What are the trends likely to shape the construction software market in 2015?
Professionals in the architecture, engineering and construction markets are being asked to do more with less revenue.
However, there are a batch of emerging technologies that offer benefits like increases in cost efficiencies, the discovery of new talent and the reshaping of how we design and construct projects. At Autodesk, we have identified five trends that are likely to dominate the building and design industries this year.
Big Data, BIM and the Cloud
A lot of changes are being seen with the connection of powerful BIM tools to the cloud. For urban planning alone, city planners can now create living models of whole cities with lots of added information, like all of the meta-data for elements like storm and flood water flows, pedestrian and vehicle traffic, energy use, solar energy potential, windflows and more. This can help them to simulate, identify and understand the city-wide impact of their design decisions before actual construction begins.
In construction, data-rich 3D models created within a BIM workflow will increasingly be used on construction sites, which will help increase accuracy, reduce cost and lead to greater sustainability, safety and productivity.
Across the utilities sector, more professionals will be combining GIS and BIM data in a shift to model-based solutions. Cloud-based services will help in the deployment and management of information, as well as the incorporation of augmented reality and reality capture data to update and keep workflow conditions current on projects.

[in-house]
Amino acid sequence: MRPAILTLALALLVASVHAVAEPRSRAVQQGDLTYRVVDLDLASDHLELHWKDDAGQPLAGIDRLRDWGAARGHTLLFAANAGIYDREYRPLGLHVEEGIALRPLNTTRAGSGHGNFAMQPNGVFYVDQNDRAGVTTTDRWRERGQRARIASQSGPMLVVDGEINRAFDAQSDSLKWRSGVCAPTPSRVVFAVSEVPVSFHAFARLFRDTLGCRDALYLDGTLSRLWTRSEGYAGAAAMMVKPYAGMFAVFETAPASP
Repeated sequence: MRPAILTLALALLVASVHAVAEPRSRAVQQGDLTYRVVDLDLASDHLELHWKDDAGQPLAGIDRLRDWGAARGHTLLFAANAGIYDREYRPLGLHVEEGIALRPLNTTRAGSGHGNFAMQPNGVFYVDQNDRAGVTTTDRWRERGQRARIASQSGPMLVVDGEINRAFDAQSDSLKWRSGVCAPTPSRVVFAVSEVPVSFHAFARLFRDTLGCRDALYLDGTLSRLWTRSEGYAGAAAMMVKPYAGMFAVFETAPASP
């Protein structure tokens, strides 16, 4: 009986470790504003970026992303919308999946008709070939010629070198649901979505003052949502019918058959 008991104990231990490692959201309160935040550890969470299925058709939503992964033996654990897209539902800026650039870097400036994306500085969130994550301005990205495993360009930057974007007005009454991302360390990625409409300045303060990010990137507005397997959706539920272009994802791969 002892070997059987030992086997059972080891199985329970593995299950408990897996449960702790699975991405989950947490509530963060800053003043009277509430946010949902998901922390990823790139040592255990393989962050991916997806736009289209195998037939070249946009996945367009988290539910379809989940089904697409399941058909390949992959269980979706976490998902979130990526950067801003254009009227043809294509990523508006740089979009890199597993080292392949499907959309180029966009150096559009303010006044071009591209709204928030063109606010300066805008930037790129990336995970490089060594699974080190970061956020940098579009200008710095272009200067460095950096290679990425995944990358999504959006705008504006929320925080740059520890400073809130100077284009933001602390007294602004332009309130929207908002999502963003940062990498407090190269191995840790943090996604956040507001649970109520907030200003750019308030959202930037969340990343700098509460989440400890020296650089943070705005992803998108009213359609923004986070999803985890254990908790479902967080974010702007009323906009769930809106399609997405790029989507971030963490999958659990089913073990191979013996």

The Internet of Things
Since 2014, the vision of the Internet of Things (IoT) has widely evolved and progressed due to a convergence of technologies. Autodesk sees IoT as leaving big impacts on infrastructure, city planning & management and architecture & buildings.
The growing popularity of 3D printing can be attributed to its many fascinating possibilities, especially when used for building design and construction. The architecture & building sectors are predicted to increase use of 3D printing — moving from small-scale models to more significant prototypes of building elements and explorations of full-scale 3D printed structures on project sites. The use of these new printing technologies makes the building process more efficient, less wasteful and safer.
Triple bottom line
Assessing the economic, social and environmental costs and benefits of proposed projects throughout the design process will become the norm – driving an increase in net-zero energy buildings, low-impact development projects and sustainable city and community planning initiatives.
For example, in infrastructure, the need to understand both the short and long term impacts of a particular design is becoming critical. The use of BIM across new buildings can help to standardise processes and ensure that a project complies with standard requirements. Technology platforms are also being seen as a factor in manufacturers becoming more aware of the impacts of their products and being able to communicate them to design professionals who ask for this data.
Reality capture and computing
This is expected to gain momentum as many are seeing the widespread benefits of being able to quickly and cost-effectively incorporate existing physical condition data directly into advanced 3D models for buildings and civil infrastructure projects. The adoption of these new technologies will result in more sustainable and durable infrastructure projects. As these changes take place, we can expect to see a better-designed, more sustainable built environment emerge around us.